Black Rifles & Tactical Guns

8 Things You Might Not Know About The Ruger Mini-14

American Rifleman
Contributor

By Shawn Skipper, American Rifleman

Decades old and still vastly popular, Ruger’s Mini-14 has few limits. The company’s miniaturized version of the legendary M14, the Mini-14 is ideal for use on the farm and ranch, in the woods, at the range or for personal defense.

There’s a lot to say about any gun with that much history, so we decided to track down a few things you might not know about the famous rifle. Check out our eight facts below, and be sure to weigh in with your own in the comments.

8. The model’s name, Mini-14, is derived from the military’s M14 rifle. While developing the Mini-14, Ruger used the M14 as a base model for the new rifle—all the while incorporating a number of cost-saving alterations and innovations.

7. That said, the Mini-14 doesn’t share quite as much in common with the M14 as its name might suggest. Aside from shooting .223 Rem./5.56x45mm NATO rather than .308 Win./7.62x51mm NATO, the rifle uses a Garand style rotating bolt and simplified gas system.

6. It’s said Bill Ruger felt that, with better timing, the Mini-14 would have been the military’s choice as a successor to the M14. As we all know, history favored the AR-15 design that Colt had purchased from ArmaLite, instead, and the M16 was born.

5. The Ruger Mini Thirty, an evolution of the Mini-14, developed its own following upon its introduction in 1987. Yes, the Mini Thirty’s 7.62×39 mm chambering made it popular with owners of the venerable AK-47 build, but it made an impact on hunters, too—the cartridge’s ballistics were deemed more suitable for deer and similar game than the Mini-14’s .223 Rem.

4. The infamous 1986 FBI Miami shootout nearly single-handedly spurred the FBI and police departments around the country to begin carrying more powerful handguns. Why? During the fight, bank robber Michael Lee Platt did most of the regrettable incident’s damage while armed with his Mini-14, which possessed significantly more firepower than anything the responding law enforcement officials had brought with them.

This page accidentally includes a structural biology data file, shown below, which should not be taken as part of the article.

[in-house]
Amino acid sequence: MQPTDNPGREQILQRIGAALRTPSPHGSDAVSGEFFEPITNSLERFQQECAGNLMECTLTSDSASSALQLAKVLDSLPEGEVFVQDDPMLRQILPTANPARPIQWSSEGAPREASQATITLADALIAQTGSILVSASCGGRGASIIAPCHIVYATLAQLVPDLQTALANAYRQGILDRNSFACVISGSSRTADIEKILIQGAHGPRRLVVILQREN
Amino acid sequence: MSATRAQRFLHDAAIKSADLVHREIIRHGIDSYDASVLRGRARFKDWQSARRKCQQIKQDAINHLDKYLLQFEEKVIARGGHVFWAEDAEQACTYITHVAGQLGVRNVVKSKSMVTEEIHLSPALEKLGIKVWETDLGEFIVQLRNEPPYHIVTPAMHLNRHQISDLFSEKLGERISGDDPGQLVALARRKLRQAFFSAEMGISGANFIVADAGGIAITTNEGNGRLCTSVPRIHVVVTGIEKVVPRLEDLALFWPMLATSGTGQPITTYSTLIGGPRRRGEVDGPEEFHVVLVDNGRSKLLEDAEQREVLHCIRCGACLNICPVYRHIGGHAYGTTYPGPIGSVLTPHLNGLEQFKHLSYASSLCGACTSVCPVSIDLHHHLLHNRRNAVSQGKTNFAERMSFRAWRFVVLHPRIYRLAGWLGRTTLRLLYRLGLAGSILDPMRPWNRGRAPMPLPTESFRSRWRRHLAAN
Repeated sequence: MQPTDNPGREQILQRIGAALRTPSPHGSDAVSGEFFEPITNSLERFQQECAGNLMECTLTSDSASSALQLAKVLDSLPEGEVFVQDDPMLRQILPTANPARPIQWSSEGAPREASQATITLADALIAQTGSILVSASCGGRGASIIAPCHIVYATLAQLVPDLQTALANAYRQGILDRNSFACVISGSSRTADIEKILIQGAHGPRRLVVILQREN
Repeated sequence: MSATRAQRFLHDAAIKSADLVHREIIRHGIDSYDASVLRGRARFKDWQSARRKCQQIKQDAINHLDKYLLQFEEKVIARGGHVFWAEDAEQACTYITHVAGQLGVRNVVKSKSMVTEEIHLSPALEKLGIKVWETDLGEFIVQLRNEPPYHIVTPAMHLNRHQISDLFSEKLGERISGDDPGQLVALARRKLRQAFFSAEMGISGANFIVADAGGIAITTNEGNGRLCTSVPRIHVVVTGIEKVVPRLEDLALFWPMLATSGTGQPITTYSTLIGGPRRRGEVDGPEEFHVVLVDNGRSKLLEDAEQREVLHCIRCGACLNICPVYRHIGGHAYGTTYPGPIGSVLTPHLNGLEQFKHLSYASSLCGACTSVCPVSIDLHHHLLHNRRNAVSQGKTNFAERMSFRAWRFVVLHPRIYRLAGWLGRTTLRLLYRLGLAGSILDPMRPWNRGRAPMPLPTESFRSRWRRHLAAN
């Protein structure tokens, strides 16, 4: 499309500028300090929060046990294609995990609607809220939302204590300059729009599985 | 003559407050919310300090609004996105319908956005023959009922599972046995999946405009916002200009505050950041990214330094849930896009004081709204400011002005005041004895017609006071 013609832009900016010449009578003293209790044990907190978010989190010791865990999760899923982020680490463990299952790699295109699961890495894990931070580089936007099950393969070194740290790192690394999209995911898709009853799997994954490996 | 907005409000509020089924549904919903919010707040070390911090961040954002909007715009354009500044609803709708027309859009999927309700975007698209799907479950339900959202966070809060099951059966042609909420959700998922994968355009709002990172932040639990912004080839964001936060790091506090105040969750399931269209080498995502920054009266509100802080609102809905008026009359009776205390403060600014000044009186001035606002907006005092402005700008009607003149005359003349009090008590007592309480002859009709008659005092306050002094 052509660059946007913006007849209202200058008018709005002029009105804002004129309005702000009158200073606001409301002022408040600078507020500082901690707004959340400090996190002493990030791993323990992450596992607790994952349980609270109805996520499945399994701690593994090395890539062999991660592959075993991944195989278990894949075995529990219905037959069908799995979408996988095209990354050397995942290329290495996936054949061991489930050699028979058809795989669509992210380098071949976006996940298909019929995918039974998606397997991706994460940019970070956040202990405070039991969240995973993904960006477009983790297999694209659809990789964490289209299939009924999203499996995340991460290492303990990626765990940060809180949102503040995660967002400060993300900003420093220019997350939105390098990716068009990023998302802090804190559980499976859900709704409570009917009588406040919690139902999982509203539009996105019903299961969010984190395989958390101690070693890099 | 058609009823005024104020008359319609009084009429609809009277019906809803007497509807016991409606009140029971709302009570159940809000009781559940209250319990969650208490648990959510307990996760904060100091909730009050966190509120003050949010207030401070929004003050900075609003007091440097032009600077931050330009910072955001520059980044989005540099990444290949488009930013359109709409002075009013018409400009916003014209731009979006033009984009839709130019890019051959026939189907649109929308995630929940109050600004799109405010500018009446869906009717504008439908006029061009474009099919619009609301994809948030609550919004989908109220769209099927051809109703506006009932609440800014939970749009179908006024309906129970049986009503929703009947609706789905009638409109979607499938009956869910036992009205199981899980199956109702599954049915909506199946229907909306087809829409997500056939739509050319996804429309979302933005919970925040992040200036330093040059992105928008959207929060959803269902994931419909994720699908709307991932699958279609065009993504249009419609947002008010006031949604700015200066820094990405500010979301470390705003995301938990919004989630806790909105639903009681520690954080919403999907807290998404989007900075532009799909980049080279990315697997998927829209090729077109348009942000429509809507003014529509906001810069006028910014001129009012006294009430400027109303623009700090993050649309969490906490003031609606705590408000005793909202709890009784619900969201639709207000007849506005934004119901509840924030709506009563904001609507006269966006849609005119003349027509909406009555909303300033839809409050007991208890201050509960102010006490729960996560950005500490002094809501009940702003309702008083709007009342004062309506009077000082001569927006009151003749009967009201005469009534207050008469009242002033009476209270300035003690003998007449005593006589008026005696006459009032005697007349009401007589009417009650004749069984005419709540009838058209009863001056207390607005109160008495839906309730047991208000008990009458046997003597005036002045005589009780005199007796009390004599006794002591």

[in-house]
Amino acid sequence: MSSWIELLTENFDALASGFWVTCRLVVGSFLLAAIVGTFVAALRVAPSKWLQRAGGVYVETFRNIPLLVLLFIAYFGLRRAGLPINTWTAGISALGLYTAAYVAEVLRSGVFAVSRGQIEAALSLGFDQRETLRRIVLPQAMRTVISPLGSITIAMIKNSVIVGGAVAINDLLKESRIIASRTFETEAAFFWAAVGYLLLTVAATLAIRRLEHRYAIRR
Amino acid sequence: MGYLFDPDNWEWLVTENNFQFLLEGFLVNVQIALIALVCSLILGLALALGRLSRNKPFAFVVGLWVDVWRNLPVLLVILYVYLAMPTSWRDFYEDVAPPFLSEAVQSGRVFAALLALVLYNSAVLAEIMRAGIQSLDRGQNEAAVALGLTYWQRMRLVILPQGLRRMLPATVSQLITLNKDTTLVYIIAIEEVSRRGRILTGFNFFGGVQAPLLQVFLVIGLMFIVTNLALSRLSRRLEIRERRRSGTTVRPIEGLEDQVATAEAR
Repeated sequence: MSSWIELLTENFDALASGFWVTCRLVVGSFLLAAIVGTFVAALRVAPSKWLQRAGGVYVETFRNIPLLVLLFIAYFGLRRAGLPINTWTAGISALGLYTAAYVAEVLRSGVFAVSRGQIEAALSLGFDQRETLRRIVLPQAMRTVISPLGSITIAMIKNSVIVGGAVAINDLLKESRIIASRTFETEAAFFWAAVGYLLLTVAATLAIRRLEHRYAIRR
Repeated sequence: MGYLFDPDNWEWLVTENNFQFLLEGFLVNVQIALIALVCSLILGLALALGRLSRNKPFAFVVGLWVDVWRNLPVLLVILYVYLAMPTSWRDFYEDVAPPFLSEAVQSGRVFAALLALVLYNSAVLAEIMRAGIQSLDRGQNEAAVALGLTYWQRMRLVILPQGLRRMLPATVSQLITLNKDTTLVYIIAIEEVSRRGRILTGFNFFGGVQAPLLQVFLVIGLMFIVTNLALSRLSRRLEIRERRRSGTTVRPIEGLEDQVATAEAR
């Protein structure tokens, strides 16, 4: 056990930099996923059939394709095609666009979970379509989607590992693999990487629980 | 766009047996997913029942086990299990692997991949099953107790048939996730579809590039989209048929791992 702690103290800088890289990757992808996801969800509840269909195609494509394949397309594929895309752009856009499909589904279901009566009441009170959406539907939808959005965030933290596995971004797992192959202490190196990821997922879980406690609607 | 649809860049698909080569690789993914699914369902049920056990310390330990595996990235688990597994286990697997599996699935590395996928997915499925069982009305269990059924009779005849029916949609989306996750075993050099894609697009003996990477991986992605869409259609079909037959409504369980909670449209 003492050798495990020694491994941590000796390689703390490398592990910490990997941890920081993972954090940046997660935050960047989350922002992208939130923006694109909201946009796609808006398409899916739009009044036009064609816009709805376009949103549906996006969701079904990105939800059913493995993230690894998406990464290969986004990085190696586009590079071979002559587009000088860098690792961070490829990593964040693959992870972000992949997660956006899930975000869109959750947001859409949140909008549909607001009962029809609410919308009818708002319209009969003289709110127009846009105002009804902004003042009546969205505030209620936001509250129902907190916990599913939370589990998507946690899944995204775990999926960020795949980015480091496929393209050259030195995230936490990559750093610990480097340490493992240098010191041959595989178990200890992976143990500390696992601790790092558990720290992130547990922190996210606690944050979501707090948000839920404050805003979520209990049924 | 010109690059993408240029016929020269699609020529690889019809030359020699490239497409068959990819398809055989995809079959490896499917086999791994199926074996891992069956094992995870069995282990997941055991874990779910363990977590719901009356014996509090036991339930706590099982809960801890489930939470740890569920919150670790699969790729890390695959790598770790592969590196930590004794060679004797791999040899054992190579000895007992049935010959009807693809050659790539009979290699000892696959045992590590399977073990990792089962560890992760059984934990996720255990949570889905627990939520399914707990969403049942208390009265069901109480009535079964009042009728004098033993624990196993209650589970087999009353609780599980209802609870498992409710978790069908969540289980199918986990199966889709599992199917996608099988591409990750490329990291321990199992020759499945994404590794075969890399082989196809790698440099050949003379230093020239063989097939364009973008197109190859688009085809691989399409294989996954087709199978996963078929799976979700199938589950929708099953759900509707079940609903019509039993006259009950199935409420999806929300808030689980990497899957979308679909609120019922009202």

3. At one point, Ruger began developing versions of the Mini-14 that were to be chambered in .308 Win. and .243 Win. Unfortunately, mechanical and production issues kept the rifles from ever being produced.

2. Like most of history’s more famous firearms, the Mini-14 has made its rounds in Hollywood. Versions of the rifle have popped up on screens large and small throughout the years, though the Mini-14’s most notable appearances probably came on “The A-Team.” During the show’s run, “Hannibal” Smith, Templeton “Faceman” Peck, “Howling Mad” Murdock and “B.A.” Baracus were all seen with at least one prop variant of the rifle. What beats Mr. T and a Mini-14? That’s a rhetorical question, mind you.

1. It’s possible, albeit difficult, to find a Ruger Mini-14 chambered in the .222 Remington cartridge. In an attempt to broaden its marketplace, Ruger once produced a number of rifles in .222 Rem. for sale in countries that prohibit civilian ownership of firearms that chamber military cartridges. The practice is a thing of the past, making Mini-14’s chambered in .222 Rem. one of the model’s rarest variants.

Thanks to Shawn and the American Rifleman team for this contribution. Click here to visit American Rifleman. Click here to renew your NRA membership.